198 accidental deaths last year on railway tracks in Ludhiana puts spotlight on safety | punjab$ludhiana | Hindustan Times
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198 accidental deaths last year on railway tracks in Ludhiana puts spotlight on safety

The death of 30-yearold man on Thursday as he slipped and came under the wheels of the moving train while boarding at Model Gram railway station has put the spotlight on lack of safety measures and carelessness of people as the data of 2016 and 2017 so far points to a high number of deaths on tracks.

punjab Updated: Mar 25, 2017 13:45 IST
Amarpal Singh
A man crossing railway line even as a train is approaching in Ludhiana on Friday.
A man crossing railway line even as a train is approaching in Ludhiana on Friday.(Jagtinder Singh Grewal/HT Photo)

The death of 30-year-old man on Thursday as he slipped and came under the wheels of the moving train while boarding at Model Gram railway station has put the spotlight on lack of safety measures and carelessness of people as the data of 2016 and 2017 so far points to a high number of deaths on tracks.

As per the data available with the police, as many as 270 deaths on the railway tracks have been reported with Government Railway Police (GRP), Ludhiana, in 2016.

This year till date, as many as 61 deaths on tracks have already been reported.

These include 38 men and women who died under rail accident category, 7 suicide cases of men and 2 suicide cases of women and 10 in the others category.

Out of the 270 deaths reported last year, 198 were rail accidents while 72 deaths were reported as suicide.

The jurisdiction of GRP Ludhiana spans from Goraya to Sahenwal, Ludhiana to Jagraon, Ludhiana to Mandi Ahmedgarh and Phillaur to Nurmahal.

The most common causes for run-over deaths by trains are attempting to alight from the compartment before the train stops entirely, attempting to board moving trains, crossing the railway tracks, walking alongside the railway tracks, use of mobile phone while crossing tracks and boarding the train.

Absence of fencing on either side of the railway tracks is also a cause for accidents on the track.

Easy access to the tracks tempts many, including young and the aged to walk on the track and alongside the track instead of taking the road.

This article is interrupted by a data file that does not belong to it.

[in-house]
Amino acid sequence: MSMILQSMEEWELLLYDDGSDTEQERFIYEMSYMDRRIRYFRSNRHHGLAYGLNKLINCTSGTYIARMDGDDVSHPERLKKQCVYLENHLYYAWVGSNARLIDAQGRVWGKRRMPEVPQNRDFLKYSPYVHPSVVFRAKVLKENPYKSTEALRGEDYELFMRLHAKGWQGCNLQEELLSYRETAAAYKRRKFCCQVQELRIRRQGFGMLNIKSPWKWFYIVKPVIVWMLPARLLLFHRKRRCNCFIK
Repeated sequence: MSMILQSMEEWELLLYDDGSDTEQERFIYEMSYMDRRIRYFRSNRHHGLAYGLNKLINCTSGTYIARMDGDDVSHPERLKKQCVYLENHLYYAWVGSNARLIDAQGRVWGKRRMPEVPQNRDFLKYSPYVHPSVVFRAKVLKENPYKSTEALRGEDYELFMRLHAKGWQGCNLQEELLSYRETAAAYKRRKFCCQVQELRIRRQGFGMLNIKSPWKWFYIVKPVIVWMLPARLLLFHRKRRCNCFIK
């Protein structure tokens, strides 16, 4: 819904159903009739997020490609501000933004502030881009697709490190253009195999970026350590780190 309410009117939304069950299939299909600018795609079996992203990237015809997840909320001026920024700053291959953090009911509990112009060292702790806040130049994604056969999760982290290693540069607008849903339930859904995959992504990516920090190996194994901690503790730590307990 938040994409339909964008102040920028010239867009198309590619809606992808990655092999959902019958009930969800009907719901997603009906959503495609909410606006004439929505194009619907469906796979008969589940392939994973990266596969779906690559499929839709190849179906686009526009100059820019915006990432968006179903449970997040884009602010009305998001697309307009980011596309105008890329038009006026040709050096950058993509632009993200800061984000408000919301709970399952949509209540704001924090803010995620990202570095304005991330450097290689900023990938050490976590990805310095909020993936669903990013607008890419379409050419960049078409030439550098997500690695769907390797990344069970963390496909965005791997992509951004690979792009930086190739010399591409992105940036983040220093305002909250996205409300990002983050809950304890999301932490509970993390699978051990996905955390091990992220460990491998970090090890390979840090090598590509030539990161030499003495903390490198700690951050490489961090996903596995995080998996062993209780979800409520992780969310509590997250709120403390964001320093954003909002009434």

On March 20 this year, listening to music using earphones while crossing a railway line proved fatal for a migrant labourer in Mullanpur Dakha. The deceased Suraj Paswan (32), of Mandi Mullanpur, hailed from Bihar and worked at an automobile service station in Mullanpur city.

A goods train going from Ludhiana towards Moga was on the line and onlookers tried to alert Suraj, but he failed to heed their warnings.

According to railway police officials,198 cases of railway accidents in 2016 include accidental deaths while crossing the railway line and also of the people who fall from the train while boarding it.

MORE MALE DEATHS THAN FEMALES

The statistics also reveal that there were more male deaths (188), as compared to the number of female (10) deaths in rail accidents last year. In suicide cases too, there were 68 male deaths as compared to 4 cases of suicides by females who jumped in front of the train.

Apart from the death on the railway lines, there were 61 deaths reported last year at the Ludhiana railway station, making a total of 331 deaths in 2016. “These other deaths include natural deaths, which were due to the health issues like heart attack, respiratory problem and a drunk person found dead on the platform is also counted in the heart attack cases”, Singh said.

‘WE CREATE AWARENESS, BUT NO ONE LISTENS’

“Even though announcements are being made at the station, instructions boards are put up, street plays are being enacted in the rural areas on regular basis, awareness is created through electronic as well as print advertisements, but unfortunately the number of deaths on railway lines is not decreasing”, expressed Divisional Railway Manager (DRM), Anuj Prakash. He said that people should adhere to the norms rather than rushing towards the moving train to Board it as one should give priority to their own safety. Divisional Traffic Manager, SP Bhatia, said along with the speeds, the number of trains have also increased but people hardly care about the security.